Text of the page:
The conflicts in Iraq and Syria have resulted in a combined total of 3.4 million missing out on school. With increasing global populations exacerbating the situation, global school attendance rates have dropped even further.

Nowhere is this as salient as in East Africa. Only 65 percent of primary-school-age Burundian and Congolese refugee children are able to go to school. In South Sudan, the country with the highest proportion of out-of-school children (2.2 million), 70 percent of children do not receive an education. Of the one million South Sudanese refugees spilling over into neighboring Uganda, more than half are children. Forty percent of these primary-school-age students are not enrolled in primary school, and 80 percent of eligible students cannot obtain a secondary school education.

Still, according to the UNICEF, though global school attendance rates have dropped, there have been some notable gains, particularly in Ethiopia and Niger. Despite the poverty endemic in these poor countries, the number of children enrolled in primary school has increased by 15 and 19 percent, respectively.

Children deserve the best we can provide. Already having been displaced from their homes, schools and communities, children deserve a chance to build their educational futures on their own bright, hopeful terms. Education can teach children about diseases they can then protect themselves and their families from. It can curtail the flow of recruitment of child soldiers. It can help reduce child malnutrition and vulnerability to disease.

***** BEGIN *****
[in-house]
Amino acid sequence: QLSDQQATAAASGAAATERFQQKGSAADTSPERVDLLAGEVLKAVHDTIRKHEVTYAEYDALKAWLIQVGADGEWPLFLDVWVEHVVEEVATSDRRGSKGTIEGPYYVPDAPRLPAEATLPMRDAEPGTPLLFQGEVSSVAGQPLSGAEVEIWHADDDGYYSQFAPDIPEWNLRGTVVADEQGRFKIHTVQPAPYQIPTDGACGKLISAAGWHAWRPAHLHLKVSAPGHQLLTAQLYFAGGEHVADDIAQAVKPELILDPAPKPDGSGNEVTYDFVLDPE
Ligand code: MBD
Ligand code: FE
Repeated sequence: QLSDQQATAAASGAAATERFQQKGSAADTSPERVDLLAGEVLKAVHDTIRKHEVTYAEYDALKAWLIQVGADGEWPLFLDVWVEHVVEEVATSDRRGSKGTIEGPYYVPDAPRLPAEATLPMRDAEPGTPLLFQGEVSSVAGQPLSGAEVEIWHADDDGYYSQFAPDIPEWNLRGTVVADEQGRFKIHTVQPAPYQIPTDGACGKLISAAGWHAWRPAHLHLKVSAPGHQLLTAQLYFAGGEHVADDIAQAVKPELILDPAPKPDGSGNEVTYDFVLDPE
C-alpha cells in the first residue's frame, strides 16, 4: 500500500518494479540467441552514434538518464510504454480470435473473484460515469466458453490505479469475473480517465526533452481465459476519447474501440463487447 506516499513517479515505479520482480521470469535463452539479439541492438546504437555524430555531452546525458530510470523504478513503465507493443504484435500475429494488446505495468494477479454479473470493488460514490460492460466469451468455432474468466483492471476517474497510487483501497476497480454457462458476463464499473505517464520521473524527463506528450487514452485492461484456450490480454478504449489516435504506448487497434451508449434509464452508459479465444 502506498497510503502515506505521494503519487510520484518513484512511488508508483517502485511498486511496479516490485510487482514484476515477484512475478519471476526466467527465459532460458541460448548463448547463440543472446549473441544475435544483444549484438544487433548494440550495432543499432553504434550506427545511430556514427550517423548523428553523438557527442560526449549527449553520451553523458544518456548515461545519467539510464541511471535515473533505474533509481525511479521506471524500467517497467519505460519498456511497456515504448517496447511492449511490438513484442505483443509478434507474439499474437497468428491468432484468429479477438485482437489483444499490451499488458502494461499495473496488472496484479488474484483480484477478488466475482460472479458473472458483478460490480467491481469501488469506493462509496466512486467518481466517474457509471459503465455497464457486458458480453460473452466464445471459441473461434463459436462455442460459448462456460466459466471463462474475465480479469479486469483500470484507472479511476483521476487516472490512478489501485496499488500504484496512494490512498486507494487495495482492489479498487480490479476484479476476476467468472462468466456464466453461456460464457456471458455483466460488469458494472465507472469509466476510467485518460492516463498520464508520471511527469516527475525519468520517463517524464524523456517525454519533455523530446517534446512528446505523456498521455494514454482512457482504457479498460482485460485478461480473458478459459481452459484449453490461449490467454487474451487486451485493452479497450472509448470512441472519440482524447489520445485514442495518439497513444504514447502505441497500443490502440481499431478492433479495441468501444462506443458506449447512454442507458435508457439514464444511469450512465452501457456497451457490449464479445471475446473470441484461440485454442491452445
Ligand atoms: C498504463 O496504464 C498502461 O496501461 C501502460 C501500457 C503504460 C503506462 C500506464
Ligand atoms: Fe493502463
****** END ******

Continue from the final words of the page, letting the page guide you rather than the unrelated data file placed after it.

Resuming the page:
While teachers can help guide the students along the way, a shortage of teachers also underscores secondary reasons why global school attendance rates have dropped. According to the United Nations Educational, Scientific and Cultural Organization’s (UNESCO) Institute of Statistics, if every child in the world were to receive a primary and a secondary education by 2030, nearly 69 million new teachers will be needed. This includes 24.4 million primary school teachers and 44.4 million secondary school teachers.

Tens of millions of potential students–more girls than boys—are not in school. They work to support their families, live in remote areas or are too poor to afford basic supplies as shoes and school uniforms. Cycles of poverty and regional or global conflicts only place more burdens on children, who are our next generations.

UNICEF Chief of Education, Jo Bourne, has noted that “learning provides relief for children affected by emergencies in the short-term, but is also a critical investment in the future development of societies in the long-term.”